This is the last section about Buddhist statuary. This time let's learn about Ten-bu ( Deva ) deities that have a role of guarding Buddha's Law. Most of the ten-bu were originally deities of Brahmanism and Hinduism and were incorporated into Buddhism. They are ranked below myo-oh, but were established long before myo-oh statues were made. There are two types of ten-bu: Goho-shin, who protects Buddha's Law and faithful followers of Buddhism, and Fukutoku-shin, who brings us happiness and worldly benefits.
Statues of ten-bu group excel nyorai, bosatsu and myo-oh statues in number and have different historical backgrounds. For this reason, ten-bu statues have various characters and appearances. They represent deities of high birth, warriors clad in armor, half-human and half-animal bodies and demonic spirits. In this section, allow me to choose some of the ten-bu statues you might encounter at famous temples in Kyoto and Nara.
Bon-ten was originally the Creator of Universe in Brahmanism and Hinduism and was incorporated into Buddhism. He is usually dressed in Chinese clothes of noble class. He is often paired with Taishaku-ten, who was a guardian deity of warriors clad in armor with a kongosho weapon in a hand. The oldest pair of Bon-ten and Taishaku-ten in Japan are housed in Tohji Temple, Kyoto, along with Godai Myo-oh statues introduced in the former section. Taishaku-ten in Tohji Temple sits on a white elephant.
Kongo Rikishi ( Deva King ) statues usually welcome visitors at temple gates in pairs. They are supposed to protect temples from outside enemies. They look like sumo wrestlers with a scowling face and a kongosho in a hand. The statue with an open mouth is called Agyo, and the one with a closed mouth is Umgyo. A (あ) is the first letter in Sanskrit and also the first kana letter of Japanese, and Um (ん) is the last letter in Sanskrit and the last kana letter just like alphabetical A and Z. This represents that they see and know everything from the beginning to the end. The most famous Kongo Rikishi statues are found at Nandaimon ( South Great Gate ) of Todaiji Temple, Nara. The statues ( about 8 meters tall ) are said to have been sculpted by Unkei, Kaikei and their 20 followers in only 69 days in 1203.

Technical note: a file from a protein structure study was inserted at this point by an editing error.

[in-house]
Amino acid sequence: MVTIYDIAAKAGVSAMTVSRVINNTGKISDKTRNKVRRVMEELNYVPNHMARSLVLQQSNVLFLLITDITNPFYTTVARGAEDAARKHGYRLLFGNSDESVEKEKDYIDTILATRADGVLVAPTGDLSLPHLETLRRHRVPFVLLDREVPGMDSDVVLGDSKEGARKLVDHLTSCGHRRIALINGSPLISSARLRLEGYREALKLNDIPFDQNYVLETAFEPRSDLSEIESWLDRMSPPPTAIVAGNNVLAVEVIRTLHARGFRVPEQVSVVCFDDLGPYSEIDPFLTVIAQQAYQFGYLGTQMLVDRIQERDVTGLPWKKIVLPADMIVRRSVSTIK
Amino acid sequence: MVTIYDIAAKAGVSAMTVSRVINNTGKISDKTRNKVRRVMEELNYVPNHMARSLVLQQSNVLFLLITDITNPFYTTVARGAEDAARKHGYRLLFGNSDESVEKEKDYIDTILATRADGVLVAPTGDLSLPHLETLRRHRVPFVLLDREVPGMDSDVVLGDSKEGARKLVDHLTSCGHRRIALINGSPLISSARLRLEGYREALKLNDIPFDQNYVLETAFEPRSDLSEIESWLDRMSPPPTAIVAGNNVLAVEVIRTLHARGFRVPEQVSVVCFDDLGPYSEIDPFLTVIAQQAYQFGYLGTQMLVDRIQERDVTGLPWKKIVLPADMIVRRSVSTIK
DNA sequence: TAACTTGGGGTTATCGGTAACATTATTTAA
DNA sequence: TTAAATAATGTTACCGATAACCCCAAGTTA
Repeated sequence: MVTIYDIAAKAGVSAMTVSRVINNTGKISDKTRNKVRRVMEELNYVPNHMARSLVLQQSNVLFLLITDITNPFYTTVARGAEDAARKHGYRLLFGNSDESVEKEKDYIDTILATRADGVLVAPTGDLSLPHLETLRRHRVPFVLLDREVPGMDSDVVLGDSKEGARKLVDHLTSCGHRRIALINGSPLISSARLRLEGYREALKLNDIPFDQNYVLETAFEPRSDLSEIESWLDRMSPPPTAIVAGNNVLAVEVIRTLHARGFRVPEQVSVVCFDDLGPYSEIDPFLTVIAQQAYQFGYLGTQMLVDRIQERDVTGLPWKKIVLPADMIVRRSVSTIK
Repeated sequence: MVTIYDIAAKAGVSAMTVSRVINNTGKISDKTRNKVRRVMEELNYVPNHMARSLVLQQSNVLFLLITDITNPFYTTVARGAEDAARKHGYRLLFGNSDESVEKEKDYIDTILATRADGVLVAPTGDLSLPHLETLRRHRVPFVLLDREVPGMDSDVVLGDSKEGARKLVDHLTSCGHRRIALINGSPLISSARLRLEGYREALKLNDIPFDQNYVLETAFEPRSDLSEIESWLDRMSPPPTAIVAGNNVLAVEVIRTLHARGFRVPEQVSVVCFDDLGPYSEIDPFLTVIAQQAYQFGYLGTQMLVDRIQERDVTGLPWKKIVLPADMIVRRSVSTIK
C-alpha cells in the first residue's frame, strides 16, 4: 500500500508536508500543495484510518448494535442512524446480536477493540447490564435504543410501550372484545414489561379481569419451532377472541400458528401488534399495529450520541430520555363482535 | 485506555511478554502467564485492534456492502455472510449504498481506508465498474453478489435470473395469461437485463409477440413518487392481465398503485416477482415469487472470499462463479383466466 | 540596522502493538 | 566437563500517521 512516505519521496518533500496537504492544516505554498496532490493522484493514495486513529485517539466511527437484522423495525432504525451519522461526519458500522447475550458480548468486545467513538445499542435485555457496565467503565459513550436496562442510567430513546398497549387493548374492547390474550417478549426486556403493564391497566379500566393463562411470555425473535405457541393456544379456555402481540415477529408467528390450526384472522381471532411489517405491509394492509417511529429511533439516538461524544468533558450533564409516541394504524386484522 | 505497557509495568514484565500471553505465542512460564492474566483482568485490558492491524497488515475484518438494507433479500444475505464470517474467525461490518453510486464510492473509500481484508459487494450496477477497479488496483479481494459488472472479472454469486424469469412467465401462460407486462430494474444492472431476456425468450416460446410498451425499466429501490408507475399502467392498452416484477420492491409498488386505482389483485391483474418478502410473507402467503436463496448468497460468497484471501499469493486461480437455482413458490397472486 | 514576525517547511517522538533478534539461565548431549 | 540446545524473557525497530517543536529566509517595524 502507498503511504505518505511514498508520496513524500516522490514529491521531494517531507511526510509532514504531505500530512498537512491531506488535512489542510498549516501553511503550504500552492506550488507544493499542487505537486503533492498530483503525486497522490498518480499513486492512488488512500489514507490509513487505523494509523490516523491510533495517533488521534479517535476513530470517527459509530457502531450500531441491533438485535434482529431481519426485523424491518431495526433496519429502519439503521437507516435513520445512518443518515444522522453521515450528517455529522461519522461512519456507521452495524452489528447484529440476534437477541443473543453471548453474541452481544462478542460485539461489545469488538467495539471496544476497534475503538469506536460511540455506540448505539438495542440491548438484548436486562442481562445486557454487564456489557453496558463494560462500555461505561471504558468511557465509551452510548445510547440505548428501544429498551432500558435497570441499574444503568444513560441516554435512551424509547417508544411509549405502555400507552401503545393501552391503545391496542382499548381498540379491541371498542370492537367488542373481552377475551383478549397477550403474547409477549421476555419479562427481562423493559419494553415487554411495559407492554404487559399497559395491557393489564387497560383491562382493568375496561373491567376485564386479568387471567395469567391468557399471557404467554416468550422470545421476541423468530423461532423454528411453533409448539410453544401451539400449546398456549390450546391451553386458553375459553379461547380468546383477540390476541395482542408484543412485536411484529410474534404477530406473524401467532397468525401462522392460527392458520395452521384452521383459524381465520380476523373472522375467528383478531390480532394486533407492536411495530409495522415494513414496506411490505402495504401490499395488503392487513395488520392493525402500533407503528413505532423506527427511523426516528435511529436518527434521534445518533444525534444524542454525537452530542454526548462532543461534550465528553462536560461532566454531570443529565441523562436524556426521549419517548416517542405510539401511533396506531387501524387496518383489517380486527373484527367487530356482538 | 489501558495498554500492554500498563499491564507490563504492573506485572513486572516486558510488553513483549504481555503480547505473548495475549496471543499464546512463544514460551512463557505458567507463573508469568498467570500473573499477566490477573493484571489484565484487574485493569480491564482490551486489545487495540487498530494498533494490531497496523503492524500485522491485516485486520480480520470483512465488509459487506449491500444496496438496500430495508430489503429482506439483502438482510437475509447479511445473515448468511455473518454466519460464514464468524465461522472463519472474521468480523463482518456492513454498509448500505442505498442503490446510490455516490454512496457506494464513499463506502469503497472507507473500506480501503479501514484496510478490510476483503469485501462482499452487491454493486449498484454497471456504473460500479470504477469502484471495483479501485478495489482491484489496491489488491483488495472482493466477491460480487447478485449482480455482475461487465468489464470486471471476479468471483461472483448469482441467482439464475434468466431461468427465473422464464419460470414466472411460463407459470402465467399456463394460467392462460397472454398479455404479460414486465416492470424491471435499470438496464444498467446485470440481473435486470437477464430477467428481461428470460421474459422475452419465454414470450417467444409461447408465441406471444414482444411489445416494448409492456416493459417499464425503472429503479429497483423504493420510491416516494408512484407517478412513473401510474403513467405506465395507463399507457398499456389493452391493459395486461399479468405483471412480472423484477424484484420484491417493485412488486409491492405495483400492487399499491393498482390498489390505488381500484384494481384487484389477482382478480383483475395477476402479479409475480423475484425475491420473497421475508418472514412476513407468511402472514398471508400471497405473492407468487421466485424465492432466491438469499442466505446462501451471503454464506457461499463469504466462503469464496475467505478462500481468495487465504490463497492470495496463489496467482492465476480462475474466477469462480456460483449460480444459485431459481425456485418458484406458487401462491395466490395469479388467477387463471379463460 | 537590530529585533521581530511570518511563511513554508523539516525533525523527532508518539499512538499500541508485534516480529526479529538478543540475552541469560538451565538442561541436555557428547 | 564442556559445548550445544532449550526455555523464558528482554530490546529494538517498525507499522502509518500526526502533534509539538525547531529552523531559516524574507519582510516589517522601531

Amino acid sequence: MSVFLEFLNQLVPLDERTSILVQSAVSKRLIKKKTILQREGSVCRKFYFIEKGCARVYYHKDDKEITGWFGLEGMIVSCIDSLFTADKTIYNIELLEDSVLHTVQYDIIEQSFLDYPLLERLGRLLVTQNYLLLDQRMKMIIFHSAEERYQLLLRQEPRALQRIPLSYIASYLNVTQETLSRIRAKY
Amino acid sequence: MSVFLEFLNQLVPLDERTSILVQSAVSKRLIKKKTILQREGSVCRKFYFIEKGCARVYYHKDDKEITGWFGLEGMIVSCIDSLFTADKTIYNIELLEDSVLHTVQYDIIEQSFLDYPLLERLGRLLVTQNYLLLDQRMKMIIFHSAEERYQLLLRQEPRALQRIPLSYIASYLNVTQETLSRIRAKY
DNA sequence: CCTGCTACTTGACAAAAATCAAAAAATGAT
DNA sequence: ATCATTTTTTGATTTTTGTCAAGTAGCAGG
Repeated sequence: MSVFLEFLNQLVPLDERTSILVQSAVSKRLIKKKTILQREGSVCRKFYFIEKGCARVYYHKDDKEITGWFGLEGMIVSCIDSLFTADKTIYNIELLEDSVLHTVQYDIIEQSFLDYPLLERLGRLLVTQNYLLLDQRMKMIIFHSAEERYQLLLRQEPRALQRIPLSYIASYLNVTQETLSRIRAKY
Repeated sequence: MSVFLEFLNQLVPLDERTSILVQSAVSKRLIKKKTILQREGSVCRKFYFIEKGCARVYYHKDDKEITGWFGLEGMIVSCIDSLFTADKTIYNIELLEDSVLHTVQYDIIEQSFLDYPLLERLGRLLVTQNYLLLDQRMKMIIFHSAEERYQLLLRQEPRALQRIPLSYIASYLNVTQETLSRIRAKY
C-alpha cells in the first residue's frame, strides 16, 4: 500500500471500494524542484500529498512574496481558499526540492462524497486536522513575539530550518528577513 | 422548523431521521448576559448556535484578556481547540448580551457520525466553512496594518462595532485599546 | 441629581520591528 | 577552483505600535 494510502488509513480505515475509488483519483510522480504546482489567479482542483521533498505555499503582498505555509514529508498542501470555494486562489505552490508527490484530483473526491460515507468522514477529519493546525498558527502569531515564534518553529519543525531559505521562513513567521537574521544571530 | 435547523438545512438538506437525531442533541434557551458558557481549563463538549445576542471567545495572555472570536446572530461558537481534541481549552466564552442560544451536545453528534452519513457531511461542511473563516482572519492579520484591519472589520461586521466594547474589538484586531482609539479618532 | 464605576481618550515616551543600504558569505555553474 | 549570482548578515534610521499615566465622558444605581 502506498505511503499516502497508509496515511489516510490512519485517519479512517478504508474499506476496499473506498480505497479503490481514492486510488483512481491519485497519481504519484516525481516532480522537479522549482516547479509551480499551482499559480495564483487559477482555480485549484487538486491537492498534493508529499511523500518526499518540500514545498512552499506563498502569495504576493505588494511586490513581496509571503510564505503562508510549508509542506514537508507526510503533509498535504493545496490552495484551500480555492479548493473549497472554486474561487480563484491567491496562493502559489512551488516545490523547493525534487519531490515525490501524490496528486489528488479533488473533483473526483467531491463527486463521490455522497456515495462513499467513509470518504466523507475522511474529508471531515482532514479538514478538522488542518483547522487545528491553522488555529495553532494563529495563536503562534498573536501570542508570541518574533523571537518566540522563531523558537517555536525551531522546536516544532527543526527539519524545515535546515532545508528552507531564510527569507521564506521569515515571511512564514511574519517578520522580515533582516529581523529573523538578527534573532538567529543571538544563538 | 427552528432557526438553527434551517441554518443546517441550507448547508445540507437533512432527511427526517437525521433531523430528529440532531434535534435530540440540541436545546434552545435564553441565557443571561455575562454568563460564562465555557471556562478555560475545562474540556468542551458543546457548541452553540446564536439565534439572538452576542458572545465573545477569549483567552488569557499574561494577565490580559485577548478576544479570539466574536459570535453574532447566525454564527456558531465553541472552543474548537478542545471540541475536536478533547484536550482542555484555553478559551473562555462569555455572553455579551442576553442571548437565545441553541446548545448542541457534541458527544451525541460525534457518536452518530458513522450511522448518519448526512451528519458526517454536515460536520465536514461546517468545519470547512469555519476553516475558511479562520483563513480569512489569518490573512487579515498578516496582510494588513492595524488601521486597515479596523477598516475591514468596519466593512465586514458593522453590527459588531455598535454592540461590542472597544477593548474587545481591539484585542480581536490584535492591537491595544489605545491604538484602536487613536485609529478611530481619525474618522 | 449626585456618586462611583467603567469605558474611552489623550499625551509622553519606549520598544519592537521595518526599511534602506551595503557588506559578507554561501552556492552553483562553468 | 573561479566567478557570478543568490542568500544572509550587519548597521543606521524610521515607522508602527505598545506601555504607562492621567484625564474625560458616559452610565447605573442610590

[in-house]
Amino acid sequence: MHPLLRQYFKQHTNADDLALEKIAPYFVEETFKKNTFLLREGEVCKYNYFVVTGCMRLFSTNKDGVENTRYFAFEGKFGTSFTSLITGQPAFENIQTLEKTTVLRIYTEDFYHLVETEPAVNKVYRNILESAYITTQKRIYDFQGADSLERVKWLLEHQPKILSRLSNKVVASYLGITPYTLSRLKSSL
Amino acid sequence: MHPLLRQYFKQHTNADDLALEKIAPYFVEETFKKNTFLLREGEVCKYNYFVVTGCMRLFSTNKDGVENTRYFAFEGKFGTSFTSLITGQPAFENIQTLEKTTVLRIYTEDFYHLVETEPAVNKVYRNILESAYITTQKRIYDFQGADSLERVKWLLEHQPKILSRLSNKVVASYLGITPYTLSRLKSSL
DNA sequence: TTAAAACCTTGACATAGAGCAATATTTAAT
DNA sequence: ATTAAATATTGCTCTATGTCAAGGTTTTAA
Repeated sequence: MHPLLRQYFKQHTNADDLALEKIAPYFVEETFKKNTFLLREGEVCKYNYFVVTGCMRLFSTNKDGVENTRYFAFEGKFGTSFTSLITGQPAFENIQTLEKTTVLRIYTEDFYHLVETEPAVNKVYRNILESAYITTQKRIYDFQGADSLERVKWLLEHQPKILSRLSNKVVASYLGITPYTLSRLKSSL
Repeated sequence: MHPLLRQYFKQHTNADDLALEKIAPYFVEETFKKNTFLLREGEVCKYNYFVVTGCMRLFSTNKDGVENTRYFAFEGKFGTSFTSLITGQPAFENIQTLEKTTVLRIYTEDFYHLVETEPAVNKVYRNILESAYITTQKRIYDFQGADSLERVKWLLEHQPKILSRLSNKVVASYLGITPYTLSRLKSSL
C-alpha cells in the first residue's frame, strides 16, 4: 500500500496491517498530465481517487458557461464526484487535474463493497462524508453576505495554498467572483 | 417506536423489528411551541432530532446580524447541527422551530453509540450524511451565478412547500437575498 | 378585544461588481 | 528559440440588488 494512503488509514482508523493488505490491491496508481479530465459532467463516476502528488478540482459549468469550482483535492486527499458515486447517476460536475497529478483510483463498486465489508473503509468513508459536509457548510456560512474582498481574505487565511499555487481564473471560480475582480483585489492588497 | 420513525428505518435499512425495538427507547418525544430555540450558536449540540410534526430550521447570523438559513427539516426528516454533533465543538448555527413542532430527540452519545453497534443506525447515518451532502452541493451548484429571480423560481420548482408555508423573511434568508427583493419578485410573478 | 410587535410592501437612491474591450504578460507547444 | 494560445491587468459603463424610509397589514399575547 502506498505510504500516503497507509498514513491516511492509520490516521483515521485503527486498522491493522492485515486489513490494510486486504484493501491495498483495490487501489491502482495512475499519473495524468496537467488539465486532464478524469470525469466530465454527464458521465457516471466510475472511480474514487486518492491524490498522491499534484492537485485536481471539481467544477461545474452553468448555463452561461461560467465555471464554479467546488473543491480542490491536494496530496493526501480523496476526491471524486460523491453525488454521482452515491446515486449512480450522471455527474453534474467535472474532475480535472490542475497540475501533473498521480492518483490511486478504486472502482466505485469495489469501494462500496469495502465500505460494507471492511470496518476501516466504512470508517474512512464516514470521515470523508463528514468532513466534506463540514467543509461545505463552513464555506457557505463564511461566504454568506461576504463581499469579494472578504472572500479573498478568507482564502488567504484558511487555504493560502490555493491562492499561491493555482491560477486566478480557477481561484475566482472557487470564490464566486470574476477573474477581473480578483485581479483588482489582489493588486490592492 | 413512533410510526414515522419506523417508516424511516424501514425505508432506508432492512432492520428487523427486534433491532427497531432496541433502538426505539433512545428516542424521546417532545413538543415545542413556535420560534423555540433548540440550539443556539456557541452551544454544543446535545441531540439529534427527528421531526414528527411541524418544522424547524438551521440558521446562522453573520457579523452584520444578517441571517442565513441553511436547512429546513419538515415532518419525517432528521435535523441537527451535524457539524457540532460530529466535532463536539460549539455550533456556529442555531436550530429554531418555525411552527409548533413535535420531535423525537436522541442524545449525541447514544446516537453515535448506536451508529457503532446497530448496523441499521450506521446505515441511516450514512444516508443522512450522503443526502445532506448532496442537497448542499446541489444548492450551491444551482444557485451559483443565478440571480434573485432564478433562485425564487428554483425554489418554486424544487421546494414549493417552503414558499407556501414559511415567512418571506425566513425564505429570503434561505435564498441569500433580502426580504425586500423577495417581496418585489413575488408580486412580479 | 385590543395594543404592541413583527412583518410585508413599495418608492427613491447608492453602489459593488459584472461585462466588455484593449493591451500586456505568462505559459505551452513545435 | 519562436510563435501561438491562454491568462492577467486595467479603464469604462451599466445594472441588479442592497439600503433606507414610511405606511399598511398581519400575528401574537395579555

Shitenno are Four Heavenly Kings, who are said to provide protection in four directions; Jikoku-ten ( east ), Zocho-ten ( south ), Koumoku-ten ( west ) and Tammon-ten ( north ). They are placed in four directions in a worship hall with a role of protecting nyorai or bosatsu statues. All of the four statues crush underfoot demon monsters symbolizing evil spirits. One of the most famous groups of Shitenno statues is housed in Kondo Hall, Horyuji Temple, Nara.
Hachibu-shu is the general term for eight guardian deities who specially pledged loyalty to Shaka Nyorai among the deities of other ancient religions who gave devotion to Buddha. Hachibu literally means eight tribes and shu is a collective term for a group of people. Each statue of Hachibu-shu has its own name and character. For example, Kendappa is a music deity, Yasha a flying demon deity and Karura a deity with a bird head that eats evil dragons. Of the eight deities, the most famous and popular is Ashura, a deity of wars. You can see an excellent display of Hachibu-shu statues in the National Treasure House of Kohfukuji Temple, Nara. In this house I strongly recommend you have a close look at Tentoki ( open mouth ) and Ryutoki ( closed mouth ) statues with lanterns. Before they were converted to Buddhism, they were demon monsters stomped by Shitenno. Now they stand shedding lantern light to the feet of Shaka Nyorai with their noses stuck up in the air. What a humorous look!
Juni-shinsho ( Twelve Heavenly Generals ) are twelve guardian deities that protect Yakushi Nyorai. Each deity is clad in armor holding a weapon. The number twelve is very important in that they provide protection for the twelve directions, twelve periods of time and twelve eto ( the twelve zodiac signs in Chinese astrology ). The oldest Juni-shinsho statues in Japan, made of clay in Nara period ( 710-784 ), are housed in the main hall of Shin-Yakushiji Temple, a short walk from Kasuga Grand Shrine, Nara. Of the twelve statues, the most appealing is General Bazara standing in the right front with a furious look and ruffled hair. In contrast with Bazara stands General Indara in the left front with a self-possessed look.
In additon to the ten-bu statues, there are many other Buddhist statues which do not belong to the four groups of statues, but it must be remembered that the wishes and devotion of the people are curved into every and each Buddhist statue and each statue has its own social and historical background. This concludes the tips for the appreciation of Buddhist statuary. Lastly I would like to extend my sincere gratitude to those who have kindly read my passages to the end.
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